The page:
How Did Biden’s Agenda Fail?

President Joe Biden got into office trying to forge a trade middle ground between Donald Trump’s fiscal conservatism and the free-wheeling globalization that came before him.

That program, however, was on life support by the beginning of 2022.

Build Back Bust

When Congress rejected Biden’s Build Back Better initiative and its generous tax breaks for domestic companies late last year, his commitment to revive American manufacturing looked doomed.

Secret White House squabbles over tariffs and capital controls pulled down his pledges for a better, harder China policy.

Allies throughout the world, eager to protect their business interests in the second-largest economy, were hesitant to accept Biden’s demands to band together against Beijing.

After that, Russia attacked Ukraine. China refused to condemn it, thus validating Biden’s prediction that the 21st century will be defined by a conflict between freedom and autocracy.

Congress is now hurrying to establish tax breaks for American-made microchips, weighing new investment limits for Chinese corporations, and maybe pushing for broader industrial benefits in the near future.

Biden’s planned Asian economic pact is gaining traction, with crucial partner South Korea joining in and European allies toughening up on Beijing.

However, the White House economics team has agreed to penalize China’s economy if and when Beijing assists Russia in Ukraine.

The surge of activity in Washington confirms a shift in Washington’s conventional thought that began before Russia’s war, but was hastened by Vladimir Putin’s actions.

The tone was captured in Biden’s State of the Union address.

Aside from his statements of support for Ukraine, the administration’s commitment to revive local manufacturing and reduce America’s dependence on China, Russia and other antagonistic regimes received the most praise.

That goal is a significant break from American trade strategy during the last four decades when both parties established programs that encouraged American companies to relocate production overseas.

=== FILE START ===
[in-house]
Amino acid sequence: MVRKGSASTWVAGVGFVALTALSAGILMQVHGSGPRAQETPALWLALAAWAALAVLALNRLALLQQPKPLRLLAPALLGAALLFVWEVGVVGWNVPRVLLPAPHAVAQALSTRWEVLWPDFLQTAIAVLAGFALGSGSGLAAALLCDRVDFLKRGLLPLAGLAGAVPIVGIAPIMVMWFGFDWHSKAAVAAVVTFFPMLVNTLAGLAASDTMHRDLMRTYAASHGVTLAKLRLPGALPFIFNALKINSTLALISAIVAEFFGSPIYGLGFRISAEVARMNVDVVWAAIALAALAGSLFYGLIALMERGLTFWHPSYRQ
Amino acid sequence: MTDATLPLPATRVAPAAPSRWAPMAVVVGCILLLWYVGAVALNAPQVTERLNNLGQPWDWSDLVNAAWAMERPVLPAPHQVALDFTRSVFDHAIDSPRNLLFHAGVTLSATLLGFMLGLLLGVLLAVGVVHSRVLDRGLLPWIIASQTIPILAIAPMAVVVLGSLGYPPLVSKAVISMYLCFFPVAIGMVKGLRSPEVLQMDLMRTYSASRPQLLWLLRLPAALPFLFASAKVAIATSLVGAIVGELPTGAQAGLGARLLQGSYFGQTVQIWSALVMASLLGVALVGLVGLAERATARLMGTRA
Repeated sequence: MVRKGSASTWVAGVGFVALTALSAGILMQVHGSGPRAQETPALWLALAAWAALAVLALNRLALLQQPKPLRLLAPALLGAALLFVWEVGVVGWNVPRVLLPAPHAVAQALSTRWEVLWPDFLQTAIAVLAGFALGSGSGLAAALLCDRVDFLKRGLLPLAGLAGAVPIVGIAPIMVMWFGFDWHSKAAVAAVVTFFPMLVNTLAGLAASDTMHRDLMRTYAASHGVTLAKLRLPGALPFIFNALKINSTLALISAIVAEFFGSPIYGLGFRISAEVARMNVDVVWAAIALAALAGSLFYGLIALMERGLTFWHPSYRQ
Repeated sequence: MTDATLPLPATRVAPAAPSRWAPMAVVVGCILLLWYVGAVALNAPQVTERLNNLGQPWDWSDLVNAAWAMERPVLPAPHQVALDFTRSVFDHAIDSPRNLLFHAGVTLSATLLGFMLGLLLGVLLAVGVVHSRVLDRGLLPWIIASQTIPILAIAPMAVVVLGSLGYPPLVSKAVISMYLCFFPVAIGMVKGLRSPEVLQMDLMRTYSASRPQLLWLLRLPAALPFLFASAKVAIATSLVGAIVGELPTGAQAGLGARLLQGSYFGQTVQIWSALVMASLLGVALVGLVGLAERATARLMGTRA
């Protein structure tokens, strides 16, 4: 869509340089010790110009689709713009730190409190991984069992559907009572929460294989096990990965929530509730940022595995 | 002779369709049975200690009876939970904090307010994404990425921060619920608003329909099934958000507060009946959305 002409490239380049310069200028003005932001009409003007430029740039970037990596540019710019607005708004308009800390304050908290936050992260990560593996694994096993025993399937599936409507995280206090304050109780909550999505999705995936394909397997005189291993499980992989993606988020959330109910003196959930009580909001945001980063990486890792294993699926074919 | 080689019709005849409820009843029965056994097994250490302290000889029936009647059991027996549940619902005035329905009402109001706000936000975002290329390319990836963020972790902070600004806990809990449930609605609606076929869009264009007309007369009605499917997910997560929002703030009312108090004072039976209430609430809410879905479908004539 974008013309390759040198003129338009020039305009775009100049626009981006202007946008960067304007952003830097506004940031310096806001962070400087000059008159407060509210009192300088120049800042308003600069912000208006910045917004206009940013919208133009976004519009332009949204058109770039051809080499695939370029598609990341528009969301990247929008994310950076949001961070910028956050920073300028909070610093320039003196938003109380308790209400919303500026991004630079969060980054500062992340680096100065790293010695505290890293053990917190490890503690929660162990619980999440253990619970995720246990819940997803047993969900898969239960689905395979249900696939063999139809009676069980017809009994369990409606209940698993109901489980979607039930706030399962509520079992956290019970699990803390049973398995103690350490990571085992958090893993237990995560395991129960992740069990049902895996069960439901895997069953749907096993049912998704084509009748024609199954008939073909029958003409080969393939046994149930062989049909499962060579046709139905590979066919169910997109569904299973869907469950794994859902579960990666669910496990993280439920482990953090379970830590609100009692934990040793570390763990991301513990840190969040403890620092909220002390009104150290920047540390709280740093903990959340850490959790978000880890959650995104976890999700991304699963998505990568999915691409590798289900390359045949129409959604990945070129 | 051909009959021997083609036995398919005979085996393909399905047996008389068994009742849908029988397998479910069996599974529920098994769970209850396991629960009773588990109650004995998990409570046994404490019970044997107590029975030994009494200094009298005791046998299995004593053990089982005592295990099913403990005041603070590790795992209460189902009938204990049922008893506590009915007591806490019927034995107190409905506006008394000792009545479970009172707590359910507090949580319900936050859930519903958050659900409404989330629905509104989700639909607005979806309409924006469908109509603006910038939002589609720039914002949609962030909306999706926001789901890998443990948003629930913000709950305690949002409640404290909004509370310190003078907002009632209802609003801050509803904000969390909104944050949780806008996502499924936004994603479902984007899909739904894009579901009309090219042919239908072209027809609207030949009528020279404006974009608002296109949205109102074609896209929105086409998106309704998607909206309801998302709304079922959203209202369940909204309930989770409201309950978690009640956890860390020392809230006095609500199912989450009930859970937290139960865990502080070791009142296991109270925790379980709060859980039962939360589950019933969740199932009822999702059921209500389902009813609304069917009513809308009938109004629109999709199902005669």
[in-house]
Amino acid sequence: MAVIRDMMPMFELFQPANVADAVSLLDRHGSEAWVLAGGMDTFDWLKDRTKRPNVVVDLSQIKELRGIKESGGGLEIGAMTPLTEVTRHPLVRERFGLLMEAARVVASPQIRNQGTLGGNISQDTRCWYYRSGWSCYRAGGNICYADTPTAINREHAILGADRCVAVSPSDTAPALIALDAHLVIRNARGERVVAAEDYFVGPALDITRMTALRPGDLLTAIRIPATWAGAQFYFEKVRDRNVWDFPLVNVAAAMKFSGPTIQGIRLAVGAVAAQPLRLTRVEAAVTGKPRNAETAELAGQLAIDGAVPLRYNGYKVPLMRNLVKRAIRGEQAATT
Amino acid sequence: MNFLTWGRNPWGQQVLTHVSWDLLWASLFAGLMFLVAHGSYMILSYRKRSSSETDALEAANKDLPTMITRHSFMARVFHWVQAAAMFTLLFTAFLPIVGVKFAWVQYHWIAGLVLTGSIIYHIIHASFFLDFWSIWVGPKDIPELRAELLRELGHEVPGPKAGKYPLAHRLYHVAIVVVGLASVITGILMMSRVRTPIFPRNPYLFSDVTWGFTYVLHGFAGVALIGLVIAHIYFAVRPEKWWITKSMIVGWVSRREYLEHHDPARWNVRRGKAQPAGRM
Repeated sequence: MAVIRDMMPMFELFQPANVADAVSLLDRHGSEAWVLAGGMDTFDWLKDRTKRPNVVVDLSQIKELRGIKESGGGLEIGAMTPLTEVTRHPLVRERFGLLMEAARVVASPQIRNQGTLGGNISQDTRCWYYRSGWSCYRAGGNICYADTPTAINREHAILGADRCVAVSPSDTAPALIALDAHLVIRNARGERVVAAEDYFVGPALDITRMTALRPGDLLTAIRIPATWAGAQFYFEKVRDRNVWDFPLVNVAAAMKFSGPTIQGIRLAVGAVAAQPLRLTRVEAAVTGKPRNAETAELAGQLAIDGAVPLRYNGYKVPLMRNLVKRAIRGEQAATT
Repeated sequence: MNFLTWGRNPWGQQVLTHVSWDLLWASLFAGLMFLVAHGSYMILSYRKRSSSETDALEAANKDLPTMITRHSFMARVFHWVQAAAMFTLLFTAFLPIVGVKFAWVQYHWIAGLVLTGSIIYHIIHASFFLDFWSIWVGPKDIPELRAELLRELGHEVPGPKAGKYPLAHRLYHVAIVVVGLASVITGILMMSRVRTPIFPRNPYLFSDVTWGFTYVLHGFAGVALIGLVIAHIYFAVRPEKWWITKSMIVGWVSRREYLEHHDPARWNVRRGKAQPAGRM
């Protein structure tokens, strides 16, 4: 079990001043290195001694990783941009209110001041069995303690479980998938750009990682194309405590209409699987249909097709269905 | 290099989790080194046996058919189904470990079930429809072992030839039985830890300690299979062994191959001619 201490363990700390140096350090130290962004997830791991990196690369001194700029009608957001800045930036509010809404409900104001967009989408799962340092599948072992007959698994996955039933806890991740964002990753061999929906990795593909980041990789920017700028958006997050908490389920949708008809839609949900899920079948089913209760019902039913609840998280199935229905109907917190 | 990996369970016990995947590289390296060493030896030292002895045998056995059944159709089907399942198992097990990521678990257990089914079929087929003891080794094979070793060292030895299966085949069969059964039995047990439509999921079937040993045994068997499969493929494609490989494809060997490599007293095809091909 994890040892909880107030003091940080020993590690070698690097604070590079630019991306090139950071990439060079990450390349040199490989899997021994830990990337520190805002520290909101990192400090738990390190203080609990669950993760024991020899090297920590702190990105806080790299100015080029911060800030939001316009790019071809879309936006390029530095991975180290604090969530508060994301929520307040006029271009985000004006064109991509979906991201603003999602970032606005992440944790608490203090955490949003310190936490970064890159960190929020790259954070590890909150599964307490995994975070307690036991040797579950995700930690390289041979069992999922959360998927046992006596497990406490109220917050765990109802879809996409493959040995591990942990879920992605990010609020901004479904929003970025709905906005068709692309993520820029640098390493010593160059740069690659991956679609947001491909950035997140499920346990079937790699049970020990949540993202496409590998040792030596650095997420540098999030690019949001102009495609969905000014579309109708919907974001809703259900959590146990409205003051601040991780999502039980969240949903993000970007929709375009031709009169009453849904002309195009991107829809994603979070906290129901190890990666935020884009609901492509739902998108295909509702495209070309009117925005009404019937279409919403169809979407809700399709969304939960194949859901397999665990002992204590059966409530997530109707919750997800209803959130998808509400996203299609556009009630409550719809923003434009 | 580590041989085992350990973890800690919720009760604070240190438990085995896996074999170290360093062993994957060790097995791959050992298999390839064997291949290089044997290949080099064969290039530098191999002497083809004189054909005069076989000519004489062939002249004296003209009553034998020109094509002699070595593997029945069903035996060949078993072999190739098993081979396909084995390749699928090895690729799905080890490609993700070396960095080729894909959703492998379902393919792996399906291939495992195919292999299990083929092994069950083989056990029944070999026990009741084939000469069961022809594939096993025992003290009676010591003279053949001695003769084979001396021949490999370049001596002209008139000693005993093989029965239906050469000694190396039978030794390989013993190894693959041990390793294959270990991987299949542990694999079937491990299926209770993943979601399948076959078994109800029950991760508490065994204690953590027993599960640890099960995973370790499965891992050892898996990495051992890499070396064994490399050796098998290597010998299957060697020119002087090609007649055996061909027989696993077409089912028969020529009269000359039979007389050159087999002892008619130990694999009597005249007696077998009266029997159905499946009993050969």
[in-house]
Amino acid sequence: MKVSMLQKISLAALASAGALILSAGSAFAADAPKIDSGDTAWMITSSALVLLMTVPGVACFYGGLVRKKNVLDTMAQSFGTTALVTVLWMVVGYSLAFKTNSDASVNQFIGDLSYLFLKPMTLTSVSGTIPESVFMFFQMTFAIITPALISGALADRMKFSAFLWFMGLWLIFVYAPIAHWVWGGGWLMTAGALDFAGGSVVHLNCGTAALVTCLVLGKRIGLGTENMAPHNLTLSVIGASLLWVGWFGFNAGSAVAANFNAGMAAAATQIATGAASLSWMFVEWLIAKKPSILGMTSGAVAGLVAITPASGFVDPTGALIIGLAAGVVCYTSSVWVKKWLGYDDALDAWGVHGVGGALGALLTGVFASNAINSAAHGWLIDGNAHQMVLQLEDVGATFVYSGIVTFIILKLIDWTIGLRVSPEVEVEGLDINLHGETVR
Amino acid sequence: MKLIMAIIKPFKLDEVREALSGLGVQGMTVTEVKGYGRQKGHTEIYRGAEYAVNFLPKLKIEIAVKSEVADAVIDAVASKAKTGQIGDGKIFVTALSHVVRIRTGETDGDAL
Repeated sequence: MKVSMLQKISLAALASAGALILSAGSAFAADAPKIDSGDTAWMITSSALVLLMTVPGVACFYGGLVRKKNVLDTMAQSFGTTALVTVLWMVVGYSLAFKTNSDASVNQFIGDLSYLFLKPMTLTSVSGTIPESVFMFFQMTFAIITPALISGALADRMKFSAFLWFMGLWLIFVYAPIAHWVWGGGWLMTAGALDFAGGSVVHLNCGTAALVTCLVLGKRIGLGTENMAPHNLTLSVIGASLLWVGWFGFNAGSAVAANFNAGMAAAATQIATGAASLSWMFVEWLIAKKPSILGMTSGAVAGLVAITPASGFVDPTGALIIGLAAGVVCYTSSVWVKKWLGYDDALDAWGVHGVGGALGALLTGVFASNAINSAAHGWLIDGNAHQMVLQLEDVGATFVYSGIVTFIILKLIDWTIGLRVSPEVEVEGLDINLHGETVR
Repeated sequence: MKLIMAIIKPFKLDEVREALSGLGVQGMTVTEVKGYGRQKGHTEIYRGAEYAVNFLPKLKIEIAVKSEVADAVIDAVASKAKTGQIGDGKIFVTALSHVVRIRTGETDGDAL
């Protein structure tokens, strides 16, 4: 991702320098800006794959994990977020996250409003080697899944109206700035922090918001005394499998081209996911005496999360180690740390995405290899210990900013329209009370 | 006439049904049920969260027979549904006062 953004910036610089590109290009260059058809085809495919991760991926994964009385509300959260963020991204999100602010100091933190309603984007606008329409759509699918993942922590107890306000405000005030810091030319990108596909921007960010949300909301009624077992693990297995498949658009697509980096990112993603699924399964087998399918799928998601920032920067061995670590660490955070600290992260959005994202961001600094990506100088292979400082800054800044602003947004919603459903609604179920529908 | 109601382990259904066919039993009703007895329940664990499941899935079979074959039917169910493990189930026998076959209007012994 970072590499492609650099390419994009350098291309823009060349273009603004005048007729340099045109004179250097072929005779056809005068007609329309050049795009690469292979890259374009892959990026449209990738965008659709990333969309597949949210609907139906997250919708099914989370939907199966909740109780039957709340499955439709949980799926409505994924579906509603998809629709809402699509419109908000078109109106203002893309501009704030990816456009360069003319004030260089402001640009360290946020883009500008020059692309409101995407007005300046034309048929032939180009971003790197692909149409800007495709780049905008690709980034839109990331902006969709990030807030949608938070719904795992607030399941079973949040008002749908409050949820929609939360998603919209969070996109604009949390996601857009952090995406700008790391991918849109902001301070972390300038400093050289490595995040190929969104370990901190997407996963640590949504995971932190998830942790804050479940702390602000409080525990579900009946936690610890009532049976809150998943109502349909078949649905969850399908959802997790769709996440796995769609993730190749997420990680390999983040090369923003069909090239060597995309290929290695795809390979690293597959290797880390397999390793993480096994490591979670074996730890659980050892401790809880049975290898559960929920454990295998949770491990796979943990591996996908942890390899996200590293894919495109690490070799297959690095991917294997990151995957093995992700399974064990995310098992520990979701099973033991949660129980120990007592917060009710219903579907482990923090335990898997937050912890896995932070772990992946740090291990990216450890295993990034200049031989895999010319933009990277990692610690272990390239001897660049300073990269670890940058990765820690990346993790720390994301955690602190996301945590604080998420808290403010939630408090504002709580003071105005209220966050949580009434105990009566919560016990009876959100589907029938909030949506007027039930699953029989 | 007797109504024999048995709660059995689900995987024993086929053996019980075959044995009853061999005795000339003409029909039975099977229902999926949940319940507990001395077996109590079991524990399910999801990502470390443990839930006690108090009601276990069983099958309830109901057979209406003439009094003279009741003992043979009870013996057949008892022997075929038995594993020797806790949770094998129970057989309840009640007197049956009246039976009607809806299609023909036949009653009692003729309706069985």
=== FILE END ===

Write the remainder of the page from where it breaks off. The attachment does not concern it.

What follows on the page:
Globalization, it was hoped, would result in lower pricing for Americans and political change in nations such as China and Russia. Both narratives have been challenged by the invasion, as well as the supply chain disruptions caused by the COVID-19 outbreak.

The China Issue

During a recent press presentation with Secretary of Commerce Gina Raimondo, H.R. McMaster, Trump’s then-director of national intelligence, said, “China is Russia’s primary enabler in this heinous war.”


However, it is unclear if Biden and the Democrats will be able to capitalize on the momentum to change US trade policy.

While his economic team is unanimous on China’s role in Ukraine, they are divided on how to deal with the Trump administration’s tariffs on China and how much to restrict American companies doing business there.

They must yet flesh out the terms of the proposed Indo-Pacific treaty, which is still more of an idea than a concrete economic agreement.

If Senate leaders don’t find a way to appease moderate Sen. Joe Manchin, whose resistance destroyed the Build Back Better bill last year, they’ll have to find methods to use the president’s unilateral authority to stimulate domestic production.

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